OpenAI. The author of this repository takes full responsibility for the
implementation and any errors or omissions that may be present. However, please
note that this library may not be robust and therefore should not be used for
serious cryptographic work or any applications where the quality of the
randomness is critical. Use at your own risk.


Much better! At this point, I had also tried pasting the code into an Idris file and as a result, had gotten a complaint from the compiler: PRNGState has the constructor PRNGState. ChatGPT is using Haskell syntax (which makes sense, given that there is more Haskell than Idris out there so Haskell’s syntax is the statistically more likely when generating the next word).

[TH] Thanks! I’ve spotted another mistake in the code: In Idris, we cannot use the name of the datatype as the name of the constructor. Instead, it is common to use ‘Mk’ as a prefix in the constructor. Could you please update the code?

[ChatGPT] Sure! Here is the updated code that uses the MkPRNGState constructor:

module Random

import Data.Bits
import Data.Word

-- Define the state of the generator
data PRNGState = MkPRNGState Bits32

-- Define the compression function
compress : Bits32 -> Bits32 -> Bits32
compress state input = (state shl 1) xor input

-- Define the random function
random : PRNGState -> (Bits32, PRNGState)
random (MkPRNGState state) =
let newState = compress state 0x6C078965
output = compress newState 0x7F4A7C13
in (output, MkPRNGState newState)


In this updated version, we use the MkPRNGState constructor to create values of the PRNGState type. The random function is updated to pattern-match against the MkPRNGState constructor.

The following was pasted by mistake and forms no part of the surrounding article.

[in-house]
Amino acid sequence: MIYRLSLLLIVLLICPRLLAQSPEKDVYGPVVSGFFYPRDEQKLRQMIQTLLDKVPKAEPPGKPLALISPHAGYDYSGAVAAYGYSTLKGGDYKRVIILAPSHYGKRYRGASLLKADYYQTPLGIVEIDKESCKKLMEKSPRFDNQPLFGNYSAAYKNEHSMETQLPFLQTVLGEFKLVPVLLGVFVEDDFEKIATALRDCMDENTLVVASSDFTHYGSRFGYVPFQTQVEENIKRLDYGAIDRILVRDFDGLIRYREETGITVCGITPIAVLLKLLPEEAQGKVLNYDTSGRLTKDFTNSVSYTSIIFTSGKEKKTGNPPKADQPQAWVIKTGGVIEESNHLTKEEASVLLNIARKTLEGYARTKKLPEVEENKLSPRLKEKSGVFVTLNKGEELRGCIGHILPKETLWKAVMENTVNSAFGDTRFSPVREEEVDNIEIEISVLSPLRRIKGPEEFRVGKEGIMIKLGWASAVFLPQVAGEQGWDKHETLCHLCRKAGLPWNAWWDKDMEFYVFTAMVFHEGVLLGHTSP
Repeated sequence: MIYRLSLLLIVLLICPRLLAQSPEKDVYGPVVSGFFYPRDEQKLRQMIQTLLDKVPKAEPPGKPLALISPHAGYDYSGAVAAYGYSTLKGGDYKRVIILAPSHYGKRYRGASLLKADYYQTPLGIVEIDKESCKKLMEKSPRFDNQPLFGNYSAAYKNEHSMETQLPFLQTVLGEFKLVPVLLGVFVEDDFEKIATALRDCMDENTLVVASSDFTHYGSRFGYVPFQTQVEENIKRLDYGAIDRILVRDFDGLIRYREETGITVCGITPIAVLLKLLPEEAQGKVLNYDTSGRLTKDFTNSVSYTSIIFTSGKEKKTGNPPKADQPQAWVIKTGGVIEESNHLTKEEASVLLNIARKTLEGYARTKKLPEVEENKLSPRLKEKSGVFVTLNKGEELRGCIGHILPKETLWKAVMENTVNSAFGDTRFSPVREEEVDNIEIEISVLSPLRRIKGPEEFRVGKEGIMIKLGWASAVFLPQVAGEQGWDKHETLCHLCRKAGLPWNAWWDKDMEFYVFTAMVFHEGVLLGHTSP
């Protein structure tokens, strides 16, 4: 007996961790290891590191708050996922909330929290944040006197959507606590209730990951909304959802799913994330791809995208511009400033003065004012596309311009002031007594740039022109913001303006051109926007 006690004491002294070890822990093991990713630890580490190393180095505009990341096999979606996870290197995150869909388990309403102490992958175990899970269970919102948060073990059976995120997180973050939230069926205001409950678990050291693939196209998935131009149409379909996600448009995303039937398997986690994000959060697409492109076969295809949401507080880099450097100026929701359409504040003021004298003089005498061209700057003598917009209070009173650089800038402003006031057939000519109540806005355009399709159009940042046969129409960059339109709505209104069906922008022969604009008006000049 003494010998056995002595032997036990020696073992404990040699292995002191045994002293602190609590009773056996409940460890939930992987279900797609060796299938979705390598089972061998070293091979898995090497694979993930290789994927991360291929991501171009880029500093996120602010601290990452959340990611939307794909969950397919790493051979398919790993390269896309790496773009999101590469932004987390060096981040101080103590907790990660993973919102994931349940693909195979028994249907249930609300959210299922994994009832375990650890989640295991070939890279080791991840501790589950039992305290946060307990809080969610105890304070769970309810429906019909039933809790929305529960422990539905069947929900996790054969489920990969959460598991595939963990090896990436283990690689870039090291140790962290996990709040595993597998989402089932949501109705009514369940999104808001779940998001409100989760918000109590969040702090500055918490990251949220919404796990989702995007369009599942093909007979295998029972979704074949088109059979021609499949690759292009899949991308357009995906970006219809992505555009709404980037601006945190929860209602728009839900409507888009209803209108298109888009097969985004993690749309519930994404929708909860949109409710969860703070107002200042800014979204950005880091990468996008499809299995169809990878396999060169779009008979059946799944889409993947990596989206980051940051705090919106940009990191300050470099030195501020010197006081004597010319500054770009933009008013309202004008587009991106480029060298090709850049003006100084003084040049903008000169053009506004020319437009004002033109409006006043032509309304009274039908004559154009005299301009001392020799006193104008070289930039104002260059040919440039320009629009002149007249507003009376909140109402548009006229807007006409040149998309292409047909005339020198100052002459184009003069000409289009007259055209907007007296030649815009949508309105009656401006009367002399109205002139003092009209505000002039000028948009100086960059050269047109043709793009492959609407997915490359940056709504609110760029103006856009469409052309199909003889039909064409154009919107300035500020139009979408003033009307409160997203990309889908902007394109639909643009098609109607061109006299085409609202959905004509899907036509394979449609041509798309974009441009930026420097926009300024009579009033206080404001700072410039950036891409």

Now that’s pretty cool, it also updated the calls and pattern-matches! But the compress function still looks magic to me:

[TH] How have you chosen the compress function in the code?

[ChatGPT] The compress function used in the code is a simple bitwise operation that takes two Bits32 values as inputs and returns a Bits32 value. The implementation is taken from the TinyMT pseudorandom number generator, which is a small, fast, and high-quality pseudorandom number generator designed for use in simulations and gaming applications.

The specific values used in the compress function were chosen based on the characteristics of the TinyMT generator. The 0x6C078965 constant is the default multiplier used in the TinyMT algorithm, and the 0x7F4A7C13 constant is used as a default XOR value. These values have been shown to produce good quality pseudorandom numbers with good statistical properties.

Right. ChatGPT is trained on existing text, including code, so in cases where there is a common way to implement a thing, it makes sense that it copied one of those. That should probably be cited:

[ChatGPT] Sure, here’s the updated code with comments added to explain where each implementation is taken from:

module Random

import Data.Bits
import Data.Word

-- Define the state of the generator
data PRNGState = MkPRNGState Bits32

-- Define the compression function
-- The implementation is taken from the TinyMT pseudorandom number generator
-- https://github.com/MersenneTwister-Lab/TinyMT/blob/master/TINYMT32.h
compress : Bits32 -> Bits32 -> Bits32
compress state input = (state shl 1) xor input

-- Define the random function
-- The implementation is a simple Merkle-Damgard construction that uses the
-- compress function to produce pseudorandom 32-bit values
random : PRNGState -> (Bits32, PRNGState)
random (MkPRNGState state) =
let newState = compress state 0x6C078965
output = compress newState 0x7F4A7C13
in (output, MkPRNGState newState)


In this updated version of the code, each implementation is now accompanied by a comment that explains where it was taken from.

Now here’s where I got over-excited and forgot what I was dealing with: that link is plausible and so I happily put it in the code. I have since reverted that commit because the link doesn’t actually point anywhere. The user and repo are real, but the path to the file is wrong. The correct link is:

https://github.com/MersenneTwister-Lab/TinyMT/blob/master/tinymt/tinymt32.h